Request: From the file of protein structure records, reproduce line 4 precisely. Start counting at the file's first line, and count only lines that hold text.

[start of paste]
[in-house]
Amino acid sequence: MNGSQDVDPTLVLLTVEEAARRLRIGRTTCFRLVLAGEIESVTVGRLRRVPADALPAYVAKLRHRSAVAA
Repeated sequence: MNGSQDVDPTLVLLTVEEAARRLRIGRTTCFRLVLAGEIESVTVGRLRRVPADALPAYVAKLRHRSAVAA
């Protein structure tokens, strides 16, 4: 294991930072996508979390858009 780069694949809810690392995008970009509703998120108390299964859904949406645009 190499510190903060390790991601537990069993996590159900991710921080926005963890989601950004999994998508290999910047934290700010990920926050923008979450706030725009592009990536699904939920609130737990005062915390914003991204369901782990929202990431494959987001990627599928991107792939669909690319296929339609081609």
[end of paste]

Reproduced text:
């Protein structure tokens, strides 16, 4: 294991930072996508979390858009 780069694949809810690392995008970009509703998120108390299964859904949406645009 190499510190903060390790991601537990069993996590159900991710921080926005963890989601950004999994998508290999910047934290700010990920926050923008979450706030725009592009990536699904939920609130737990005062915390914003991204369901782990929202990431494959987001990627599928991107792939669909690319296929339609081609």